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DYNAMIC MODELING CONTROL AND MANIPULATION AT THE NANOSCALE

# An Iterative-Based Feedforward-Feedback Control Approach to High-Speed Atomic Force Microscope Imaging

[+] Author and Article Information
Ying Wu

Department of Mechanical Engineering, Iowa State University, Ames, Iowa 50011wuying@iastate.edu

Qingze Zou

Department of Mechanical Engineering, Iowa State University, Ames, Iowa 50011qzzou@iastate.edu

J. Dyn. Sys., Meas., Control 131(6), 061105 (Nov 06, 2009) (9 pages) doi:10.1115/1.4000137 History: Received June 18, 2008; Revised April 27, 2009; Published November 06, 2009; Online November 06, 2009

## Abstract

This article presents an iterative-based feedforward-feedback control approach to achieve high-speed atomic force microscope (AFM) imaging. AFM-imaging requires precision positioning of the probe relative to the sample in all $x-y-z$ axes directions. Particularly, this article is focused on the vertical $z$-axis positioning. Recently, a current-cycle-feedback iterative-learning-control (CCF-ILC) approach has been developed for precision tracking of a given desired trajectory (even when the desired trajectory is unknown), which can be applied to achieve precision tracking of sample profile on one scanline. In this article, we extend this CCF-ILC approach to imaging of entire sample area. The main contribution of this article is the convergence analysis and the use of the CCF-ILC approach for output tracking in the presence of desired trajectory varation between iterations—the sample topography variations between adjacent scanlines. For general case where the desired trajectory variation occurs between any two successive iterations, the convergence (stability) of the CCF-ILC system is addressed and the allowable size of desired trajectory variation is quantified. The performance improvement achieved by using the CCF-ILC approach is discussed by comparing the tracking error of using the CCF-ILC technique to that of using feedback control alone. The efficacy of the proposed CCF-ILC control approach is illustrated by implementing it to the $z$-axis control during AFM-imaging. Experimental results are presented to show that the AFM-imaging speed can be substantially increased.

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## Figures

Figure 8

Entire Imaging: Comparison of the sample estimation results (cross section view) by using the proposed CCF-ILC approach with that by using the PI control for three different equivalent scan rates of (a) 16 Hz, (b) 32 Hz, and (c) 64 Hz where the lateral scan range is 20 μm

Figure 7

Entire Imaging: Comparison of the sample estimation results by using (the upper row) the proposed CCF-ILC approach with that by using (the bottom row) the PI control for three different equivalent scan rates of ((a1)(b1)) 16 Hz, ((a2)(b2)) 32 Hz, and ((a3)(b3)) 64 Hz where the lateral scan range is 20 μm

Figure 6

Entire Imaging: Comparison of the deflection error (the residual error) by using the proposed CCF-ILC approach with that by using the PI control for four different equivalent scan rates of ((a1)(b1)) 8 Hz, ((a2)(b2)) 16 Hz, ((a3)(b3)) 32 Hz, and ((a4)(b4)) 64 Hz in sample imaging, where the left column shows the deflection error for a total of ten scanline imaging (during the middle of the imaging), the right column shows the zoomed-in view of the deflection error for one scanline imaging within the dashed window in the left column, and the lateral scan range is 20 μm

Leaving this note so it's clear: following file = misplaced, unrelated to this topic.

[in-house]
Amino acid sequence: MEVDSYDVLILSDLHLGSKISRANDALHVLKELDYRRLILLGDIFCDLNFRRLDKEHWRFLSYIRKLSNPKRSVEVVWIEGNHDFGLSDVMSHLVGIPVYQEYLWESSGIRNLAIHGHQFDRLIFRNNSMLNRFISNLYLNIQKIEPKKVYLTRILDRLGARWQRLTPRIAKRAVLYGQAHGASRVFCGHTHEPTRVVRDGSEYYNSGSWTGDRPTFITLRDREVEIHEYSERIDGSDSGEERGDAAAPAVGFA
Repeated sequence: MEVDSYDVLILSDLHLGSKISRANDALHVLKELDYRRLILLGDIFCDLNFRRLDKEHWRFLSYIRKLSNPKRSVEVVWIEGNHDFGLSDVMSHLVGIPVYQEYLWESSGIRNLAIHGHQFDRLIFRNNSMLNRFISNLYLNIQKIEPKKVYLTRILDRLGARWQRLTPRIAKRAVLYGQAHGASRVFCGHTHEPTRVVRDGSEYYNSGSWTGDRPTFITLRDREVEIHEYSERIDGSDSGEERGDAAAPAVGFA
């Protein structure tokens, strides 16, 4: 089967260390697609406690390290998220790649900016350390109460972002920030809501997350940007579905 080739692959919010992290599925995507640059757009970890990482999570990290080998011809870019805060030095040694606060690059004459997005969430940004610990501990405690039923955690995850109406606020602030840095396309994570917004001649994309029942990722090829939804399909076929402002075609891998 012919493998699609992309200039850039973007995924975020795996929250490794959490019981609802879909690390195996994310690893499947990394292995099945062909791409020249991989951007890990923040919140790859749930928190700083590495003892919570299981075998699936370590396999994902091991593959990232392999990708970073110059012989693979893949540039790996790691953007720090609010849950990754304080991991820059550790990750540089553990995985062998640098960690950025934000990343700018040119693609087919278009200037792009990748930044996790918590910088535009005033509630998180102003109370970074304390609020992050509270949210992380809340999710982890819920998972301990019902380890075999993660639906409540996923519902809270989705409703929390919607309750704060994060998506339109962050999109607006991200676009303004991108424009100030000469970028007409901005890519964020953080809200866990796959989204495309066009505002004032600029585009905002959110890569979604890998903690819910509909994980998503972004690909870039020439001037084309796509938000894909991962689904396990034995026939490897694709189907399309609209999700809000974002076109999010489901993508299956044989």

Figure 5

One Point Imaging: Comparison of the cross section of the estimated sample profiles obtained by using (red-dashed-line) the proposed CCF-ILC approach with that by using (blue-solid-line) the PI control for four different equivalent scan rates of ((a1)(b1)) 8 Hz, ((a2)(b2)) 16 Hz, ((a3)(b3)) 32 Hz, and ((a4)(b4)) 64 Hz in one scanline imaging, where the left column shows the sample estimation, the right column shows the estimation error, and the effective lateral scan range is 20 μm

Figure 4

One Point Imaging: Comparison of the estimated sample images obtained by using (the upper row) the proposed CCF-ILC approach with that by using (the bottom row) the PI control for four different equivalent scan rates of ((a1)(b1)) 8 Hz, ((a2)(b2)) 16 Hz, ((a3)(b3)) 32 Hz, and ((a4)(b4)) 64 Hz, where the effective lateral scan range was assumed to be 20 μm

Figure 3

One point imaging: Comparison of the deflection error (the residual error) by using the proposed CCF-ILC approach with that by using the PI control for four different equivalent scan rates of ((a1)(b1)) 8 Hz, ((a2)(b2)) 16 Hz, ((a3)(b3)) 32 Hz, and ((a4)(b4)) 64 Hz in one-point imaging, where the left column shows the deflection error for a total of ten scanline imaging (during the middle of the imaging) and the right column is the zoomed-in view of the deflection error for one scanline imaging within the dashed window in the left column

Figure 2

(a) The computer generated “sample profile,” (b) the cross section of one scanline, and (c) the line-to-line sample variation

Figure 1

The block diagram of (a) the standard feedback loop, (b) the modified feedback loop, and (c) the proposed CCF-ILC approach for the vertical z-axis positioning in AFM-imaging

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